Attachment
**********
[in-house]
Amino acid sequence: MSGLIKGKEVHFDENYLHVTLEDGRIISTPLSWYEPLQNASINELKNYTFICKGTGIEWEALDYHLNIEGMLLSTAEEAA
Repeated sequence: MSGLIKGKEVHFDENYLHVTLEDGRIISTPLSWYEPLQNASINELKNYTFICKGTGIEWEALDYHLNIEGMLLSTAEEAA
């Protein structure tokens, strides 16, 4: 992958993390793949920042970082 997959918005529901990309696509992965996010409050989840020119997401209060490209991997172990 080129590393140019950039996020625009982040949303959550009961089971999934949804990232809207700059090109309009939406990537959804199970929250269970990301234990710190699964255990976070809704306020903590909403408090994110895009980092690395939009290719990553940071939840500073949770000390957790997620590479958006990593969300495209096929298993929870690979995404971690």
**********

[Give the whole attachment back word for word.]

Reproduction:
[in-house]
Amino acid sequence: MSGLIKGKEVHFDENYLHVTLEDGRIISTPLSWYEPLQNASINELKNYTFICKGTGIEWEALDYHLNIEGMLLSTAEEAA
Repeated sequence: MSGLIKGKEVHFDENYLHVTLEDGRIISTPLSWYEPLQNASINELKNYTFICKGTGIEWEALDYHLNIEGMLLSTAEEAA
């Protein structure tokens, strides 16, 4: 992958993390793949920042970082 997959918005529901990309696509992965996010409050989840020119997401209060490209991997172990 080129590393140019950039996020625009982040949303959550009961089971999934949804990232809207700059090109309009939406990537959804199970929250269970990301234990710190699964255990976070809704306020903590909403408090994110895009980092690395939009290719990553940071939840500073949770000390957790997620590479958006990593969300495209096929298993929870690979995404971690």